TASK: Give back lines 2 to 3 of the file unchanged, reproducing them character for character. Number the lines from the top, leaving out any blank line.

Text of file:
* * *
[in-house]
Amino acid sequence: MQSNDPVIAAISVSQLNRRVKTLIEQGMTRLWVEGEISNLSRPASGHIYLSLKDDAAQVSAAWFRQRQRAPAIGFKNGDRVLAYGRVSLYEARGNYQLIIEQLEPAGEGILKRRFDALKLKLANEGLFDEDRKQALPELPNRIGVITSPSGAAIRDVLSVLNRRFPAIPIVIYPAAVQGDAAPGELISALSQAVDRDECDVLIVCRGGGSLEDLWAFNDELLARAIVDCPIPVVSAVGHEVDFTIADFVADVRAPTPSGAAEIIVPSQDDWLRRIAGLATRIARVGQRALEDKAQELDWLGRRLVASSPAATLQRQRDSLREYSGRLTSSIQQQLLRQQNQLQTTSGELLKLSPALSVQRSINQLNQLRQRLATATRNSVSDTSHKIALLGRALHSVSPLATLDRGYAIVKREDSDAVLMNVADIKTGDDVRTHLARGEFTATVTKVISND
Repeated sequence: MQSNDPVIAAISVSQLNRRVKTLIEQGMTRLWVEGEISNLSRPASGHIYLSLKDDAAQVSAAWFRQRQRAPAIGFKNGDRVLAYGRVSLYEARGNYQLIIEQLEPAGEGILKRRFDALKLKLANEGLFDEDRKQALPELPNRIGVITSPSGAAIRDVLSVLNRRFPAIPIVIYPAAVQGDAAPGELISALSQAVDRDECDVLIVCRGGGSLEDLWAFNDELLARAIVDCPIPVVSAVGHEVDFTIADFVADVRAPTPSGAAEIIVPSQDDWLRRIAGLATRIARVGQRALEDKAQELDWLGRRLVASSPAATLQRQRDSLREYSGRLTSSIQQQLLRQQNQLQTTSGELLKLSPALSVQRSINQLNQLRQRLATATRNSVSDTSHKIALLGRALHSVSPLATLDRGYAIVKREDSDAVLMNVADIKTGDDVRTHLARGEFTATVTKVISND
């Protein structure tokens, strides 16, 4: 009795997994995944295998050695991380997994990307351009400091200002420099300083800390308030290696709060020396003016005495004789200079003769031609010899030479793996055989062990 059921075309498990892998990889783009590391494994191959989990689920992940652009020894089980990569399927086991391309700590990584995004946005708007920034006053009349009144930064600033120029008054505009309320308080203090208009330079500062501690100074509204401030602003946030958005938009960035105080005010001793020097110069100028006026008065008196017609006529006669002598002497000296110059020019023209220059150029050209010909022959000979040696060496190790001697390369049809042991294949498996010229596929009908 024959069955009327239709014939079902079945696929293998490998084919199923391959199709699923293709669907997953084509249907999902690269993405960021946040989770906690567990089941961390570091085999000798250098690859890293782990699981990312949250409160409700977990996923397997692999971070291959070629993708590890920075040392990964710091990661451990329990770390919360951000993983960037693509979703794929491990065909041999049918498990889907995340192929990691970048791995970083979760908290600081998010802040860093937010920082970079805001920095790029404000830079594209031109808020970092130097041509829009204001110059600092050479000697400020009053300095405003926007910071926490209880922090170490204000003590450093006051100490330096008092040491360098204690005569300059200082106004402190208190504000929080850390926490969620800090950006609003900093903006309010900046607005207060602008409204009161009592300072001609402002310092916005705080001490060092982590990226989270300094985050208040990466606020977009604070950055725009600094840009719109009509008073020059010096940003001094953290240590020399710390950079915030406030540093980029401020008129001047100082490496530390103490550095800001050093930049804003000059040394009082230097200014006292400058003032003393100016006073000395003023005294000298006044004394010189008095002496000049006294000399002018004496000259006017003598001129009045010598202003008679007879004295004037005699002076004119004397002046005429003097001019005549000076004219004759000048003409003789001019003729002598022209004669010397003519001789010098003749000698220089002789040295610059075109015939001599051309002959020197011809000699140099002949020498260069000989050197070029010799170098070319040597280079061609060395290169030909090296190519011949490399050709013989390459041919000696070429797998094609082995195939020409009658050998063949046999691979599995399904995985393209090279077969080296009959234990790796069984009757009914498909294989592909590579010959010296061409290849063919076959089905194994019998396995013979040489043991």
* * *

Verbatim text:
Amino acid sequence: MQSNDPVIAAISVSQLNRRVKTLIEQGMTRLWVEGEISNLSRPASGHIYLSLKDDAAQVSAAWFRQRQRAPAIGFKNGDRVLAYGRVSLYEARGNYQLIIEQLEPAGEGILKRRFDALKLKLANEGLFDEDRKQALPELPNRIGVITSPSGAAIRDVLSVLNRRFPAIPIVIYPAAVQGDAAPGELISALSQAVDRDECDVLIVCRGGGSLEDLWAFNDELLARAIVDCPIPVVSAVGHEVDFTIADFVADVRAPTPSGAAEIIVPSQDDWLRRIAGLATRIARVGQRALEDKAQELDWLGRRLVASSPAATLQRQRDSLREYSGRLTSSIQQQLLRQQNQLQTTSGELLKLSPALSVQRSINQLNQLRQRLATATRNSVSDTSHKIALLGRALHSVSPLATLDRGYAIVKREDSDAVLMNVADIKTGDDVRTHLARGEFTATVTKVISND
Repeated sequence: MQSNDPVIAAISVSQLNRRVKTLIEQGMTRLWVEGEISNLSRPASGHIYLSLKDDAAQVSAAWFRQRQRAPAIGFKNGDRVLAYGRVSLYEARGNYQLIIEQLEPAGEGILKRRFDALKLKLANEGLFDEDRKQALPELPNRIGVITSPSGAAIRDVLSVLNRRFPAIPIVIYPAAVQGDAAPGELISALSQAVDRDECDVLIVCRGGGSLEDLWAFNDELLARAIVDCPIPVVSAVGHEVDFTIADFVADVRAPTPSGAAEIIVPSQDDWLRRIAGLATRIARVGQRALEDKAQELDWLGRRLVASSPAATLQRQRDSLREYSGRLTSSIQQQLLRQQNQLQTTSGELLKLSPALSVQRSINQLNQLRQRLATATRNSVSDTSHKIALLGRALHSVSPLATLDRGYAIVKREDSDAVLMNVADIKTGDDVRTHLARGEFTATVTKVISND